The simplest advice is to cook only one kind of food at a time. Similarly, only one kind of food should be cooked in an oven at any given time. Before switching from one kind of food to another, any spills should be wiped out of the oven.
If it is absolutely necessary, one may bake meat and dairy foods at the same time, as long as both pans are tightly covered.
A self-cleaning oven may be kashered by running a complete cleaning cycle.
The same rules that apply to regular ovens should be observed when cooking in microwave ovens. (A microwave oven can be kashered by microwaving a cup of water on high, see article on kashering appliances.)
With regard to refrigerators and freezers, as long as food is wrapped carefully and marked clearly, meat, dairy, and pareve foods may be stored on the same shelves.
Dishwashers present a special dilemma.
It would be simplest to have two, but this will rarely be feasible in most homes. In such cases, only meat or dairy dishes should be washed at a time.
In order to use a dishwasher for meat and dairy sequentially, it is recommended to run an empty cycle with detergent between full cycles. The same dish racks may then be used for meat and dairy.
Sinks should be treated similarly.
Only one kind of dish should be washed at a single time. All surfaces must be cleaned thoroughly between food types. The use of separate sink racks is highly recommended.
Freshly washed dish towels may be used with any type of dish.
Rather than constantly changing towels after a single use, however, many people have different color towels for meat and dairy use. The same is true of potholders.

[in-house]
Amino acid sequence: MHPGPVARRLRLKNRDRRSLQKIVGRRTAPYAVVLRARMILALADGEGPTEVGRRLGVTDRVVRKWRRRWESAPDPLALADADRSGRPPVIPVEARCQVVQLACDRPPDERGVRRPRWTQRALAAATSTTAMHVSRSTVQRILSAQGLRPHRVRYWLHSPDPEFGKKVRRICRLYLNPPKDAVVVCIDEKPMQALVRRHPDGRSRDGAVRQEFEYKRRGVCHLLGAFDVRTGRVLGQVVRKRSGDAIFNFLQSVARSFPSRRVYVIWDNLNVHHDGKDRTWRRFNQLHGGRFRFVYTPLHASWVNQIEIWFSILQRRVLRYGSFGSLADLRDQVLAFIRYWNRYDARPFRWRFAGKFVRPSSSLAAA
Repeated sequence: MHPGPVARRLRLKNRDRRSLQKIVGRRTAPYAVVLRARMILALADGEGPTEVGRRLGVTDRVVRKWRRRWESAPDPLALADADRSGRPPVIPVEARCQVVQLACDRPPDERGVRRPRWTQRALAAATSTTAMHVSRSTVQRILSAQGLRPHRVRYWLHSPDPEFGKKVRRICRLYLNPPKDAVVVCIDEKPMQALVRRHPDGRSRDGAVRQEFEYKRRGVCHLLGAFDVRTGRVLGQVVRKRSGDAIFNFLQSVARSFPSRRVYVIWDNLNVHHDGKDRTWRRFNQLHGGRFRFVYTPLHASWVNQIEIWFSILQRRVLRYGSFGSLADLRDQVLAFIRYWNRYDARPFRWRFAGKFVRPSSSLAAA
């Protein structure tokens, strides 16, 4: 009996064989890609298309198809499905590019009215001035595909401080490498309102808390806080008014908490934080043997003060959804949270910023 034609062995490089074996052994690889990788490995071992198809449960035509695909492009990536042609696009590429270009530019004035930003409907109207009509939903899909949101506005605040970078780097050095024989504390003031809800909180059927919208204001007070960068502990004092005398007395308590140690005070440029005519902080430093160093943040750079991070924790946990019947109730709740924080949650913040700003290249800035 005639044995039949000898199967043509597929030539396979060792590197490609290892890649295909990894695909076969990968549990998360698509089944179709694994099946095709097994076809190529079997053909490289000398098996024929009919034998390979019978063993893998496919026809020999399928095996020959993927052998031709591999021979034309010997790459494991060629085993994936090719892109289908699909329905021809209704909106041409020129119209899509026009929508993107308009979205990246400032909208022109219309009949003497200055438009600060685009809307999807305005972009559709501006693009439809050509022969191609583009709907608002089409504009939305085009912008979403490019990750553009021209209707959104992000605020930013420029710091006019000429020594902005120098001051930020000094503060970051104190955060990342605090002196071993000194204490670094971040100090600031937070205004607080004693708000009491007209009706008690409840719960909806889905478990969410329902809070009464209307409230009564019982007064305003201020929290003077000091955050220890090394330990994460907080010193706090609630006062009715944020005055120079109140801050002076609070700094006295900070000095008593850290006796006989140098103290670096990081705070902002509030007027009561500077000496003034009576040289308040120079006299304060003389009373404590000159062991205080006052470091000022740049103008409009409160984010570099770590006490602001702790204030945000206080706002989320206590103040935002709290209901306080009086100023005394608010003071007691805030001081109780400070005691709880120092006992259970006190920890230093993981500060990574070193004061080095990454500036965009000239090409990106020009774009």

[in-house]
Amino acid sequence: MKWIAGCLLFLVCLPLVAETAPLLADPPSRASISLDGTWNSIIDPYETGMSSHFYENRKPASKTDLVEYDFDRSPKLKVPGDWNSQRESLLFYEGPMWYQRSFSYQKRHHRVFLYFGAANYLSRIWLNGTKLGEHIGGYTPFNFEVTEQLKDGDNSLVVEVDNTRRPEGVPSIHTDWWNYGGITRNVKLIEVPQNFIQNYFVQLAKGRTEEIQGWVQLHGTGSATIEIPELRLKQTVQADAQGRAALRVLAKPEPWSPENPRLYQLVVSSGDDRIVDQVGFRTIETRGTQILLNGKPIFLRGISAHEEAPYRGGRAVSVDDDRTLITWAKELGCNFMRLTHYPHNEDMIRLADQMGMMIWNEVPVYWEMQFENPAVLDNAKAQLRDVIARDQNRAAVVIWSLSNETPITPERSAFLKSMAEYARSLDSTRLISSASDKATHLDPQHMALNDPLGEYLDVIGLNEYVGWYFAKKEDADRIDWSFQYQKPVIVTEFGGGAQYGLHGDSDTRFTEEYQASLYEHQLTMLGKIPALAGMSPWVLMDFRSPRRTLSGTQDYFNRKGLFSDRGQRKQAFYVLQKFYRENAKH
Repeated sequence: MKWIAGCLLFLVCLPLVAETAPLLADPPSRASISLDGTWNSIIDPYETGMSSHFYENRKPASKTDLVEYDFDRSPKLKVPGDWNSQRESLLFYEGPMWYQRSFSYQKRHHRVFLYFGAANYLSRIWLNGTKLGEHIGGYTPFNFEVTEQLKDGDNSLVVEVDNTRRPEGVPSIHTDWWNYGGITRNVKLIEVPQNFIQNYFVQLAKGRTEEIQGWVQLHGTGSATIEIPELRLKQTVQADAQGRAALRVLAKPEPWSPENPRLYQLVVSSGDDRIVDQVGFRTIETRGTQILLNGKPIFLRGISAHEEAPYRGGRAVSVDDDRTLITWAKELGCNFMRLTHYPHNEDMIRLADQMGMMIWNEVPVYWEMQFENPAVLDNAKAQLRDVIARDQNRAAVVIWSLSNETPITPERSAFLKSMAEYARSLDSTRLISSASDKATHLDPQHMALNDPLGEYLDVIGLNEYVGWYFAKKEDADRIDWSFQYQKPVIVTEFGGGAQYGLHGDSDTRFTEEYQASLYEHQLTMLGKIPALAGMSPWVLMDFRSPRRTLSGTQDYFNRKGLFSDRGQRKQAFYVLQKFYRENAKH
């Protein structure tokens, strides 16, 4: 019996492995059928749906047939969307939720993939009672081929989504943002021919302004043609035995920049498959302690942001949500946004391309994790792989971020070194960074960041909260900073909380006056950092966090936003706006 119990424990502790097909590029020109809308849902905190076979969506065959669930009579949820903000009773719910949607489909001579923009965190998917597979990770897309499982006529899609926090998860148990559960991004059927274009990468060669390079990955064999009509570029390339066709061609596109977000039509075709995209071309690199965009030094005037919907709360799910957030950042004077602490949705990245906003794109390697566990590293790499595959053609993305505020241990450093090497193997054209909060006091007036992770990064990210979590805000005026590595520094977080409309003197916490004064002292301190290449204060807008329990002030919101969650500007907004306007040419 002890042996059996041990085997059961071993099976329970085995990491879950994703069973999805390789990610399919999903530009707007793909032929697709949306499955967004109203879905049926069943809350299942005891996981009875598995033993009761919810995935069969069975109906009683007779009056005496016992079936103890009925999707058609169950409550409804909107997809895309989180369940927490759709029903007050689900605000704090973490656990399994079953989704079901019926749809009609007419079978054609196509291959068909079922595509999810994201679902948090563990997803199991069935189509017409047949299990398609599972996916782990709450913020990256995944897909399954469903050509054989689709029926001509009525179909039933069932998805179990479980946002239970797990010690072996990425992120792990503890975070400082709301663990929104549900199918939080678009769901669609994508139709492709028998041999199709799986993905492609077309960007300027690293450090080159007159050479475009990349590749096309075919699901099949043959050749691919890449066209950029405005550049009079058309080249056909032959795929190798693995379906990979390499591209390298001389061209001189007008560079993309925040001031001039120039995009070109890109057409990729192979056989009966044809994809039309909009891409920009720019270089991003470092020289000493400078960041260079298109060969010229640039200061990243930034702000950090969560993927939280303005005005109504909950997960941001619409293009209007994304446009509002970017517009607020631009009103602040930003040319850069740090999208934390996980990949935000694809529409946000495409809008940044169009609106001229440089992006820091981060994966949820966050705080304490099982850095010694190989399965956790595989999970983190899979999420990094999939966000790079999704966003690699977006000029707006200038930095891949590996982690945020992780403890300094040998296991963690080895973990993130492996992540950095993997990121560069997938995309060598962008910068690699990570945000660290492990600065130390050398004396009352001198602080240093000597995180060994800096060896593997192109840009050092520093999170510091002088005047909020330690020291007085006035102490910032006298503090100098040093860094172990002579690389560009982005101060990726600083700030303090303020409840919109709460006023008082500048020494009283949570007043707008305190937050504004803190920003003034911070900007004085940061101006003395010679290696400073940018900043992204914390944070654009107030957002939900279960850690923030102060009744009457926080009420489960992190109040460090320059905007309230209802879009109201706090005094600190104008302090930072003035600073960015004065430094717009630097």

A special law governs knives used to cut foods called davar harif—sharp-tasting foods such as onions or garlic.
These special rules apply because an item considered davar ḥarif is deemed capable of absorbing other foodstuffs, even in minuscule quantities (cf. Shulchan Arukh, Yoreh Deah 96:1–2 and Klein, p. 363).
Therefore, it is a good idea to use pareve knives to cut onions or to chop garlic, because using a meat or dairy knife would, depending on which knife was used, give the cut onion itself the status of a meat or dairy foodstuff.
Questions about the status of other foodstuffs with respect to its status as a davar ḥarif should be addressed to a rabbi.
It is a daunting task to transform a non-kosher kitchen into a kosher one.
Yet, while the process is labor intensive, each individual step is actually rather straightforward. The goal is simply to remove all non-kosher food and food residue. The information given below covers both the process of making a kitchen kosher and also how to proceed when mistakes occur.
Dishes, utensils, pots, pans, and other items must be cleaned thoroughly and then left unused for at least twenty-four hours before kashering.
One well-known custom is to bury flatware which needs to be kashered in the ground for a period of at least twenty-four hours. This practice has its source in the requirement for thorough cleansing before kashering.
(As campers know, the gritty nature of dirt makes for a useful scouring agent.) But although putting flatware into the ground or into a flowerpot is an acceptable method of preparing the utensil for being made kosher, it is not itself a valid method of kashering. (See article on How to Kasher Dishes.)
There is a custom in some communities of taking new pots, pans, dishes and other utensils to be immersed in a mikveh, ritual bath, before use.
The Committee on Jewish Law and Standards has ruled that this is not necessary. Should one choose to do such immersion, a blessing is not required. (See The responsum, Tevilat Kelim, written by Rabbis Mayer Rabinowitz and Avram Reisner and relating to Shulchan Arukh, Yoreh Deah 120:4.)
Adapted with permission from The Observant Life.